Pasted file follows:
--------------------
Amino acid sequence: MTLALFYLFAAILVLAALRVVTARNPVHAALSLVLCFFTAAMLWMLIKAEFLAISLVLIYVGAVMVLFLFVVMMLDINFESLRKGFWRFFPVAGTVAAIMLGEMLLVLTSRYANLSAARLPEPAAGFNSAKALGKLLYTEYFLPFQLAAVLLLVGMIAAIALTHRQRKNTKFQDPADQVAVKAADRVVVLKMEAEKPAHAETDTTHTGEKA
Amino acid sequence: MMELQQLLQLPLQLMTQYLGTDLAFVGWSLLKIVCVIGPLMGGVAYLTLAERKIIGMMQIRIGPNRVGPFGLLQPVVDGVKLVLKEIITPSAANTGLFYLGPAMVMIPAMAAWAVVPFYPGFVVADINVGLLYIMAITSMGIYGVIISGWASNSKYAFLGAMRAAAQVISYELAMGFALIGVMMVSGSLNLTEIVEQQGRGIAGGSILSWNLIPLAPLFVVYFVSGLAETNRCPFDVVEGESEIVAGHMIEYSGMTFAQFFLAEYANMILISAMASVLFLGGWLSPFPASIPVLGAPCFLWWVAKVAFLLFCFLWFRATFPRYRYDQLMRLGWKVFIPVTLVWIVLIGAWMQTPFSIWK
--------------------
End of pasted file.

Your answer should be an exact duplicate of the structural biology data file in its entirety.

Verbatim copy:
Amino acid sequence: MTLALFYLFAAILVLAALRVVTARNPVHAALSLVLCFFTAAMLWMLIKAEFLAISLVLIYVGAVMVLFLFVVMMLDINFESLRKGFWRFFPVAGTVAAIMLGEMLLVLTSRYANLSAARLPEPAAGFNSAKALGKLLYTEYFLPFQLAAVLLLVGMIAAIALTHRQRKNTKFQDPADQVAVKAADRVVVLKMEAEKPAHAETDTTHTGEKA
Amino acid sequence: MMELQQLLQLPLQLMTQYLGTDLAFVGWSLLKIVCVIGPLMGGVAYLTLAERKIIGMMQIRIGPNRVGPFGLLQPVVDGVKLVLKEIITPSAANTGLFYLGPAMVMIPAMAAWAVVPFYPGFVVADINVGLLYIMAITSMGIYGVIISGWASNSKYAFLGAMRAAAQVISYELAMGFALIGVMMVSGSLNLTEIVEQQGRGIAGGSILSWNLIPLAPLFVVYFVSGLAETNRCPFDVVEGESEIVAGHMIEYSGMTFAQFFLAEYANMILISAMASVLFLGGWLSPFPASIPVLGAPCFLWWVAKVAFLLFCFLWFRATFPRYRYDQLMRLGWKVFIPVTLVWIVLIGAWMQTPFSIWK